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Judge: Apple conspired to raise e-book prices


NEW YORK (AP) — Apple Inc. broke antitrust laws and conspired with publishers to raise electronic book prices significantly in spring 2010, a federal judge ruled Wednesday, citing “compelling evidence” from the words of the late Steve Jobs.

U.S. District Judge Denise Cote said Apple knew that no publisher could risk acting alone to try to eliminate Amazon.com’s $9.99 price for the most popular e-books so it “created a mechanism and environment that enabled them to act together in a matter of weeks to eliminate all retail price competition for their e-books.”

“Apple seized the moment and brilliantly played its hand,” Cote said. She wrote that Apple’s deals with publishers caused some e-book prices to rise 50 percent or more virtually overnight.

The Manhattan jurist, who did not determine damages, said the evidence was “overwhelming that Apple knew of the unlawful aims of the conspiracy and joined the conspiracy with the specific intent to help it succeed.”

Her decision was not surprising, since she had urged Apple to settle before trial and said the company had only a slim chance of winning. Government officials and industry experts have said e-book prices have declined and stabilized since rising after Apple entered the market.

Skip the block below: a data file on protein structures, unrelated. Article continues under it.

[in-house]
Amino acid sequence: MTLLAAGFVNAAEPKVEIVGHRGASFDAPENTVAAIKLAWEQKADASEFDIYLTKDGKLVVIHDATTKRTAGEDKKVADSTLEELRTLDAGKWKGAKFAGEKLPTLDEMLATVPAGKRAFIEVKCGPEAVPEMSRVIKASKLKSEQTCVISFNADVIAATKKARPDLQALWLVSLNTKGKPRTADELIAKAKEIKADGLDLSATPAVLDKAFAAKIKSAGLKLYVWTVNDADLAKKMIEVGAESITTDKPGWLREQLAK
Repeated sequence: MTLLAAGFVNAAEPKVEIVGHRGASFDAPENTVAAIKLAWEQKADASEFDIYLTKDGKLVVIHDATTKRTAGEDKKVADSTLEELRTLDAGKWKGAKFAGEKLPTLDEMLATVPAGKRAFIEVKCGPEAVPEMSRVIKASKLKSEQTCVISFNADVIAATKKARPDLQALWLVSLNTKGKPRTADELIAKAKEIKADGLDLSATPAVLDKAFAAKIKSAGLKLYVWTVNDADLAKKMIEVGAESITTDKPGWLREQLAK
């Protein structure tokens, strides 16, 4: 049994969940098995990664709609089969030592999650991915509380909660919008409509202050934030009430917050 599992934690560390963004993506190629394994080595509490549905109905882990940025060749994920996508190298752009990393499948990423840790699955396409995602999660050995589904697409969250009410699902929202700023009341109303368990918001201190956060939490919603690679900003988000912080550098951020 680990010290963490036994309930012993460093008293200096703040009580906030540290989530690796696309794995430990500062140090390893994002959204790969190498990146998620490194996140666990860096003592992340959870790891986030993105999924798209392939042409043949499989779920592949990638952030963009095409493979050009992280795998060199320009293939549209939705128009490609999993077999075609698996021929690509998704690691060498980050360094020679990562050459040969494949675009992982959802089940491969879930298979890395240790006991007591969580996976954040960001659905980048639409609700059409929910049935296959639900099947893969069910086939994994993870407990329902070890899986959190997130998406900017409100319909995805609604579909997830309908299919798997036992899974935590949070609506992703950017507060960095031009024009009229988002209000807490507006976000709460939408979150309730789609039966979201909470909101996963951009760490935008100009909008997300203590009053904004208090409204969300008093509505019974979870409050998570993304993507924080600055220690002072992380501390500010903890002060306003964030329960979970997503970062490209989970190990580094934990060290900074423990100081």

Cote identified five trial witnesses as “noteworthy for their lack of credibility,” including Eddy Cue, a top Apple executive described as Jobs’ right-hand man.

Apple spokesman Tom Neumayr said the Cupertino, Calif.-based company will appeal.

“Apple did not conspire to fix e-book pricing and we will continue to fight against these false accusations,” he said. “We’ve done nothing wrong.”

Assistant Attorney General Bill Baer called the ruling “a victory for millions of consumers who choose to read books electronically.”

The publishers that had settled were Hachette, HarperCollins, Simon & Schuster, Holtzbrinck Publishers, doing business as Macmillan, and The Penguin Publishing Co. Ltd., doing business as Penguin Group.


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